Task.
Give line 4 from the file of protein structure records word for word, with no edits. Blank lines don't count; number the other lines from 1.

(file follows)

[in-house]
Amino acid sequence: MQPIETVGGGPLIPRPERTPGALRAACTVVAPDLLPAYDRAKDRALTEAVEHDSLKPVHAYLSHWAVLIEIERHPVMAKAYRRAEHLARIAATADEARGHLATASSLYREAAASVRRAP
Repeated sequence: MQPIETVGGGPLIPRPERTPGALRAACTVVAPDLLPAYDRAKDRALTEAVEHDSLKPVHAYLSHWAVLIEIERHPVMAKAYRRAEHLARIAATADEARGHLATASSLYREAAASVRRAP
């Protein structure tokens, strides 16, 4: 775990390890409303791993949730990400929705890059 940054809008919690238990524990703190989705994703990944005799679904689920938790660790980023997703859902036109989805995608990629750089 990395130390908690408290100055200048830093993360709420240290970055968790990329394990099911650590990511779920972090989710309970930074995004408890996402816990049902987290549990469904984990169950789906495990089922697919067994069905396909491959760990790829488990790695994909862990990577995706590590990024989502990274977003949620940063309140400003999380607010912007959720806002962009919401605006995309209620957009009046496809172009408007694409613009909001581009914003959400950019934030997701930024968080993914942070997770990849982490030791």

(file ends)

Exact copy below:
């Protein structure tokens, strides 16, 4: 775990390890409303791993949730990400929705890059 940054809008919690238990524990703190989705994703990944005799679904689920938790660790980023997703859902036109989805995608990629750089 990395130390908690408290100055200048830093993360709420240290970055968790990329394990099911650590990511779920972090989710309970930074995004408890996402816990049902987290549990469904984990169950789906495990089922697919067994069905396909491959760990790829488990790695994909862990990577995706590590990024989502990274977003949620940063309140400003999380607010912007959720806002962009919401605006995309209620957009009046496809172009408007694409613009909001581009914003959400950019934030997701930024968080993914942070997770990849982490030791």